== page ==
Introduction: Reclaimed Wood Micro Teardrop Trailer
Hi, this is my build of a Reclaimed Wood Micro Teardrop trailer. I call it a "micro" build because 1) it's 5 x 8 feet (and it's only 7 feet at the base) 2) I used only 2x3s and 2x2s/other lighter wood for the foundation to keep the weight at a minimum! and 3) It does not have a large section for cooking gear in the back. However, if you follow my specific plans that use the Grumman 2 teardrop shapes, you can dedicate 1 foot of space in the back to an outside storage space, which you could use to store solar batteries, ice, or even cooking gear!
OH, and as you will see later, it has a 4x8 foot skylight with exposed beams! Ah, romance on the highway! Off the ground and under the stars!
Cost: I will give an estimate of the cost per each step. It will cost up to 1,000, maybe more, depending on your choices. I used a regular queen size mattress inside, which put the price up to 1,500. Teardrops often cost at least 3-5 thousand, even used.
If you have any questions about this build, please email me here or by emailing Docwyoming@gmail.com
Step 1: Build Your Harbor Freight Trailer
Cost: Harbor Freight sells 4 x 8 foot trailers for under $300. Bro Tip: Wait for sales. This is a nice, cheap yet reliable trailer.
Build as directed, except do not add any of the extras - the side guards or the wheel guards. You'll see why in a second.
Now, here is a key concern you might have: aren't we building a 5 foot wide teardrop? We are. But this trailer if 4 foot wide.
When you build your trailer, leave OFF the wheel guards. The foundation/platform we will use will extend past the wheels. You can chose to cut your platform to fit around the wheel guards if you chose, but you will have to cut out 45 degree angle cuts.
Cost: Between 200-300 depending on sales. Of course, if you can find a used trailer you may bring down your costs even more.
Step 2: Build Your Trailer Riser and Foundation
Trailer riser cost: 2x3s - about 6 -8 of them - 30 dollars. White marker, 12-16 4 inch screws/bolts - about 20 dollars.
Foundation Cost: 3 Plywood sheets , about 6 2x3s and 6-8 2x2s - 80 to 100 dollars. Roof asphalt, about 10 dollars. Of course if you need hammer/nails/screws, etc., add cost accordingly. You will also need a drill with drill bits.
OK, You will now build a 5 x 7 foundation for your teardrop. This will allow you to widen your teardrop in order for two adults to sleep in it comfortably! The reason THIS build will use a 5x7 base (and not 5x8) is that the Grumman 2 style teardrop profile tapers down at the base (but the middle part extends out a full 8 feet.) IF YOU CHOOSE A DIFFERENT PROFILE STYLE, first work out what the base (bottom part) dimension will be and build your foundation accordingly!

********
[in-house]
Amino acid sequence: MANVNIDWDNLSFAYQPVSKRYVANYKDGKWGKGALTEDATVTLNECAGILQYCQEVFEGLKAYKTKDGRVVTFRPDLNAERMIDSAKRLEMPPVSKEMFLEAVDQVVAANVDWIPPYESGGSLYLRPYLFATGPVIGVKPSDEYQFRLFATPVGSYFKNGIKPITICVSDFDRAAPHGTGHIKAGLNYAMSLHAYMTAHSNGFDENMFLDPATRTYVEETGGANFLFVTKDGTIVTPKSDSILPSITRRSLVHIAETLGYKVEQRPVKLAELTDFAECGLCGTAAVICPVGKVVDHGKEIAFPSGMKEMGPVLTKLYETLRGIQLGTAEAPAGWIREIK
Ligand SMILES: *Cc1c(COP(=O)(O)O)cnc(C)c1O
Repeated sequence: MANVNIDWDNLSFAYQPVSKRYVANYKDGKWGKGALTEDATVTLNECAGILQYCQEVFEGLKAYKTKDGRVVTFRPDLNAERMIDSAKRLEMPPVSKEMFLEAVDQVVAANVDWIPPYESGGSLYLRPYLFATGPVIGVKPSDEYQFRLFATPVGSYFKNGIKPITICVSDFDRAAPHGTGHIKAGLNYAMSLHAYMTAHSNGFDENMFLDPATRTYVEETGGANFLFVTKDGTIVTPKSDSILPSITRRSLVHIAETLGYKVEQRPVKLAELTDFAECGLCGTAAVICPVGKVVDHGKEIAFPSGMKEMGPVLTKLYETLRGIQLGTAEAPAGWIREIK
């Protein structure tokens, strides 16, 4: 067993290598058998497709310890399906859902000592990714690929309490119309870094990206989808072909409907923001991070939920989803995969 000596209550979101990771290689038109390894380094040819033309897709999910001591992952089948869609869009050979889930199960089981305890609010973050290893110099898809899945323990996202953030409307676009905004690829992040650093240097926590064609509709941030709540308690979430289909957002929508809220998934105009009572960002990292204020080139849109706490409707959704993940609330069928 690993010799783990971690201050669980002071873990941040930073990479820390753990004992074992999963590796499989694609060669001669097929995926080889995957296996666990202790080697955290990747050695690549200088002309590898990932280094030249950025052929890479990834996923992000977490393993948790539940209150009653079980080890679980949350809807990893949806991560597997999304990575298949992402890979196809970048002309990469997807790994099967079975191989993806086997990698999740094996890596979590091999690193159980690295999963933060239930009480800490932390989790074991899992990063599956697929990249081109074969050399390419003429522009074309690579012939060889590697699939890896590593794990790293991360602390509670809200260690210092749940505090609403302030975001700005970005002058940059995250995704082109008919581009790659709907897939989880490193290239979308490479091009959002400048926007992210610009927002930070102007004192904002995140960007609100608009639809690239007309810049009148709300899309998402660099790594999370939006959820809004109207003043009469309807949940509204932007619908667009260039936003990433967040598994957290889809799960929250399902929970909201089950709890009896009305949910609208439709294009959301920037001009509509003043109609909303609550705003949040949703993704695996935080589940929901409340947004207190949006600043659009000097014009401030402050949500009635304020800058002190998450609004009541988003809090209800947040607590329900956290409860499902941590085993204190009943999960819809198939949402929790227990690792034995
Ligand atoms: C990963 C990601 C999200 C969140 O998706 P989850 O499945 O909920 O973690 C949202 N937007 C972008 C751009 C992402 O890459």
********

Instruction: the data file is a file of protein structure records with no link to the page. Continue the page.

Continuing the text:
BUT.. laying a 5 foot wide foundation directly on top your trailer will lead to the foundation being too close to your tires. So you will first raise the height of your trailer rails by building a Trailer Raiser (tm) (let's call it that!) by placing 2x3s on top of of the trailer, precisely along the structure of the trailer. You can see this in the first two pictures. I painted them black. Nail or screw these together like you would with any frame and then you can either stand up your trailer on its side or slide underneath the trailer and, using a white marker, push the marker up through the screw holes in the trailer and mark where these holes meet up with this new raised foundation.
Remove the Trailer riser(tm), flip the Trailer Riser over and drill through these holes. Put the Trailer Riser back, line up the holes and then using 3 1/2 or 4 inch screws and bolts, attach the foundation. NEVER FEAR if some of the holes do not line up perfectly. You can drill the holes larger, provided that the top of the screw still will remain within the hole. ONE thing first, however... you will want to embed the screws into the Trailer Riser. You can do this by turning the screws over, placing them over the holes and then pound out a notch for the screw head. This will allow the screw to be completely embedded into the foundation. Alternatively, you can use your drill to widen the top of the hole to allow you to embed the screw. You will need to do this for two reasons: 1) This holds the screw in place so you can attach the bolt below and 2) This gives you a flat surface for your floor that you will be installing next! You may find this part the most frustrating part of the build. You may need help keeping the bolts steady with someone holding them with pliers while you attach the bolts. You can see a pic from the bottom (pic 3)
Note: The outer parts of the trailer are slightly higher than the internal cross beams. If this concerns you, you can place thin slices of wood on top to even out the height.
You can build a foundation for your teardrop using 2x2s rather than 2x4s. You will save on weight while getting more than enough strength for your teardrop. Create a simple 5 x 7 frame by placing the 2x2s directly over the raised trailer beams. Line up the studs right on top of the raised frame itself. You need to do this because at a later step, you will attach this foundation to the trailer using screws, and you will want to match up the 2x2s to the trailer riser you just built.